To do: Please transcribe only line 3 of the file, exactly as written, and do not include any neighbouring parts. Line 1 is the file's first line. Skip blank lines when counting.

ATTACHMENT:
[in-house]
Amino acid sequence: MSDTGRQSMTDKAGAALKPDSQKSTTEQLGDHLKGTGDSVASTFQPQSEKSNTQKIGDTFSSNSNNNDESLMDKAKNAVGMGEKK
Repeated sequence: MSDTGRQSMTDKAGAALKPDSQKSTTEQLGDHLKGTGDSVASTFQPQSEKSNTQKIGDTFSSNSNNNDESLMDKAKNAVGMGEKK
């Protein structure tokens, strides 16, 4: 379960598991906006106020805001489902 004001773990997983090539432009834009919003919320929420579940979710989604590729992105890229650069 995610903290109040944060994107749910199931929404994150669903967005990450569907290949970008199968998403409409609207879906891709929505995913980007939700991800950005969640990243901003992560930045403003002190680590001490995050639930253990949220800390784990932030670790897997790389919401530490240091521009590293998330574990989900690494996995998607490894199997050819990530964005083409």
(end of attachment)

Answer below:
Repeated sequence: MSDTGRQSMTDKAGAALKPDSQKSTTEQLGDHLKGTGDSVASTFQPQSEKSNTQKIGDTFSSNSNNNDESLMDKAKNAVGMGEKK